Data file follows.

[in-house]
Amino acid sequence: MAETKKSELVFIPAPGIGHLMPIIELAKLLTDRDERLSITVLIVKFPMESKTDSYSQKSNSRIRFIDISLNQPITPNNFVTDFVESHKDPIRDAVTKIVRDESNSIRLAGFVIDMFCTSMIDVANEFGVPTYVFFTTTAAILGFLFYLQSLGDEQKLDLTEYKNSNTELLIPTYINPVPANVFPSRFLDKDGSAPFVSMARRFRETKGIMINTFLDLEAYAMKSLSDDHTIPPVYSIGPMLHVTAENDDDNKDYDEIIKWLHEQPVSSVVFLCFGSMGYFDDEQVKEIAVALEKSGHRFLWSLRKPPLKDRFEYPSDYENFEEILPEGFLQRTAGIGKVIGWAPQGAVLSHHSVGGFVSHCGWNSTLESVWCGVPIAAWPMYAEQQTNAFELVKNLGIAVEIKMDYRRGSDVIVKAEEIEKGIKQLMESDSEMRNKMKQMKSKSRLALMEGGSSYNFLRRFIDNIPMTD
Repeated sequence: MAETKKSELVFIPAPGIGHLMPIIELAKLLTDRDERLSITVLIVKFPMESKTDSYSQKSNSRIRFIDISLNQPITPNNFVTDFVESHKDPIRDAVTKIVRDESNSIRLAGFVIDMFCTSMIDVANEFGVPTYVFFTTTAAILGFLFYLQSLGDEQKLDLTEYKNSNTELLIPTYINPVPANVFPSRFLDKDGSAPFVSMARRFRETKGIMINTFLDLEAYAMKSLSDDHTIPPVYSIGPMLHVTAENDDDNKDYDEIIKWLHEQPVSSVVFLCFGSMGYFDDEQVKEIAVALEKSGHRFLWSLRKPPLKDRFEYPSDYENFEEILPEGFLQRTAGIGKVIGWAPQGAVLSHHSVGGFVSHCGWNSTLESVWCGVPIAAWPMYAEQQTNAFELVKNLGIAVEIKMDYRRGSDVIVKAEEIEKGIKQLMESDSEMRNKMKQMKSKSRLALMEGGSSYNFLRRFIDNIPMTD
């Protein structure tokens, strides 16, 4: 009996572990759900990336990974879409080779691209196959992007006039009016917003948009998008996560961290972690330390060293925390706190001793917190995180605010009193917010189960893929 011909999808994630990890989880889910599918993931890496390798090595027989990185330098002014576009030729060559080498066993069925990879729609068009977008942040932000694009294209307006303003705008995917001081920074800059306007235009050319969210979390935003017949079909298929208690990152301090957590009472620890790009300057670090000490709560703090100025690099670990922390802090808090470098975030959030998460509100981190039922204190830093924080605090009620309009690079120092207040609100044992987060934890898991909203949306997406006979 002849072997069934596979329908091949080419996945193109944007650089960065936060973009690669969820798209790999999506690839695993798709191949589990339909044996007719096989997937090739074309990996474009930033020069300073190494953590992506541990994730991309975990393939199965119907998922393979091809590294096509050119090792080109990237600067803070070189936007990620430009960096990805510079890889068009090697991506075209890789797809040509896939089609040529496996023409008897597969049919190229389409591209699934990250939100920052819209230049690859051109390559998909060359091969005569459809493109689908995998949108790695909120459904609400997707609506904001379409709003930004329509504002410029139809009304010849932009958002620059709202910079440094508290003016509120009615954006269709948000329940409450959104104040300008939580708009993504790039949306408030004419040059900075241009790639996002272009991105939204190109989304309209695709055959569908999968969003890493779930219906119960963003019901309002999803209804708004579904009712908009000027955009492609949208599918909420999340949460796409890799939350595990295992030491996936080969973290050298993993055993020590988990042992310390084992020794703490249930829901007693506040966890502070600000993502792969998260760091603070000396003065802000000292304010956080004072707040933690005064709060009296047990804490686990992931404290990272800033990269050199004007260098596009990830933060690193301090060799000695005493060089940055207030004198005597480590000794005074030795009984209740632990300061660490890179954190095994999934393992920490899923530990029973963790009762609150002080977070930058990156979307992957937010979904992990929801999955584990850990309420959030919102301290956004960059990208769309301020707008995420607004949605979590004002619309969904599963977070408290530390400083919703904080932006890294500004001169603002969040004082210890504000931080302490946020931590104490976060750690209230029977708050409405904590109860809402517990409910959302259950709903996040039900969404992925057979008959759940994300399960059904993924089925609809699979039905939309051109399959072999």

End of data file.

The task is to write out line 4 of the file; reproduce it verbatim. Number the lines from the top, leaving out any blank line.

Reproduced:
């Protein structure tokens, strides 16, 4: 009996572990759900990336990974879409080779691209196959992007006039009016917003948009998008996560961290972690330390060293925390706190001793917190995180605010009193917010189960893929 011909999808994630990890989880889910599918993931890496390798090595027989990185330098002014576009030729060559080498066993069925990879729609068009977008942040932000694009294209307006303003705008995917001081920074800059306007235009050319969210979390935003017949079909298929208690990152301090957590009472620890790009300057670090000490709560703090100025690099670990922390802090808090470098975030959030998460509100981190039922204190830093924080605090009620309009690079120092207040609100044992987060934890898991909203949306997406006979 002849072997069934596979329908091949080419996945193109944007650089960065936060973009690669969820798209790999999506690839695993798709191949589990339909044996007719096989997937090739074309990996474009930033020069300073190494953590992506541990994730991309975990393939199965119907998922393979091809590294096509050119090792080109990237600067803070070189936007990620430009960096990805510079890889068009090697991506075209890789797809040509896939089609040529496996023409008897597969049919190229389409591209699934990250939100920052819209230049690859051109390559998909060359091969005569459809493109689908995998949108790695909120459904609400997707609506904001379409709003930004329509504002410029139809009304010849932009958002620059709202910079440094508290003016509120009615954006269709948000329940409450959104104040300008939580708009993504790039949306408030004419040059900075241009790639996002272009991105939204190109989304309209695709055959569908999968969003890493779930219906119960963003019901309002999803209804708004579904009712908009000027955009492609949208599918909420999340949460796409890799939350595990295992030491996936080969973290050298993993055993020590988990042992310390084992020794703490249930829901007693506040966890502070600000993502792969998260760091603070000396003065802000000292304010956080004072707040933690005064709060009296047990804490686990992931404290990272800033990269050199004007260098596009990830933060690193301090060799000695005493060089940055207030004198005597480590000794005074030795009984209740632990300061660490890179954190095994999934393992920490899923530990029973963790009762609150002080977070930058990156979307992957937010979904992990929801999955584990850990309420959030919102301290956004960059990208769309301020707008995420607004949605979590004002619309969904599963977070408290530390400083919703904080932006890294500004001169603002969040004082210890504000931080302490946020931590104490976060750690209230029977708050409405904590109860809402517990409910959302259950709903996040039900969404992925057979008959759940994300399960059904993924089925609809699979039905939309051109399959072999």